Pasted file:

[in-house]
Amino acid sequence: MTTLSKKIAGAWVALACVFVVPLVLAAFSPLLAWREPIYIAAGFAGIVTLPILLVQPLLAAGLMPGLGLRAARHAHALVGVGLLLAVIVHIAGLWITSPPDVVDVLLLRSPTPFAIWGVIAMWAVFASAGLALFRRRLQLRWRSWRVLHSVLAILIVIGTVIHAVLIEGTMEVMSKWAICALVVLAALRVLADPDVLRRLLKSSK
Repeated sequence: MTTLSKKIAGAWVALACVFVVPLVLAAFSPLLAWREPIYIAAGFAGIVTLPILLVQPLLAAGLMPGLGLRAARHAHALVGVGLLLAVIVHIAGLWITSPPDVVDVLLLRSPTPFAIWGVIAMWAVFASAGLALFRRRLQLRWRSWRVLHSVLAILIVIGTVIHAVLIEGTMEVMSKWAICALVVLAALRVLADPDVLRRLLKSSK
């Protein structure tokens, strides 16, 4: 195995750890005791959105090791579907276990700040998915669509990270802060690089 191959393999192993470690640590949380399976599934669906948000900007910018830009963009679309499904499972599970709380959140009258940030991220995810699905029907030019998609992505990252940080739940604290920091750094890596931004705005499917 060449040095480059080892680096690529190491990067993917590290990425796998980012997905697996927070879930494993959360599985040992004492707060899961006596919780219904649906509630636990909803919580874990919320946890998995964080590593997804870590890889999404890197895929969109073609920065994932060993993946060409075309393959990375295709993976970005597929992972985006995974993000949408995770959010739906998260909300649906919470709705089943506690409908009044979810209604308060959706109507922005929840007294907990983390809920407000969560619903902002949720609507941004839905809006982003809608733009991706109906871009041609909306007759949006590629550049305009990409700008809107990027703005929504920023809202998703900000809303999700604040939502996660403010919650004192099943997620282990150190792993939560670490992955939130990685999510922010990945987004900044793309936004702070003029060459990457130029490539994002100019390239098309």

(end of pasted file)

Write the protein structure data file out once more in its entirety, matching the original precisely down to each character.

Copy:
[in-house]
Amino acid sequence: MTTLSKKIAGAWVALACVFVVPLVLAAFSPLLAWREPIYIAAGFAGIVTLPILLVQPLLAAGLMPGLGLRAARHAHALVGVGLLLAVIVHIAGLWITSPPDVVDVLLLRSPTPFAIWGVIAMWAVFASAGLALFRRRLQLRWRSWRVLHSVLAILIVIGTVIHAVLIEGTMEVMSKWAICALVVLAALRVLADPDVLRRLLKSSK
Repeated sequence: MTTLSKKIAGAWVALACVFVVPLVLAAFSPLLAWREPIYIAAGFAGIVTLPILLVQPLLAAGLMPGLGLRAARHAHALVGVGLLLAVIVHIAGLWITSPPDVVDVLLLRSPTPFAIWGVIAMWAVFASAGLALFRRRLQLRWRSWRVLHSVLAILIVIGTVIHAVLIEGTMEVMSKWAICALVVLAALRVLADPDVLRRLLKSSK
């Protein structure tokens, strides 16, 4: 195995750890005791959105090791579907276990700040998915669509990270802060690089 191959393999192993470690640590949380399976599934669906948000900007910018830009963009679309499904499972599970709380959140009258940030991220995810699905029907030019998609992505990252940080739940604290920091750094890596931004705005499917 060449040095480059080892680096690529190491990067993917590290990425796998980012997905697996927070879930494993959360599985040992004492707060899961006596919780219904649906509630636990909803919580874990919320946890998995964080590593997804870590890889999404890197895929969109073609920065994932060993993946060409075309393959990375295709993976970005597929992972985006995974993000949408995770959010739906998260909300649906919470709705089943506690409908009044979810209604308060959706109507922005929840007294907990983390809920407000969560619903902002949720609507941004839905809006982003809608733009991706109906871009041609909306007759949006590629550049305009990409700008809107990027703005929504920023809202998703900000809303999700604040939502996660403010919650004192099943997620282990150190792993939560670490992955939130990685999510922010990945987004900044793309936004702070003029060459990457130029490539994002100019390239098309």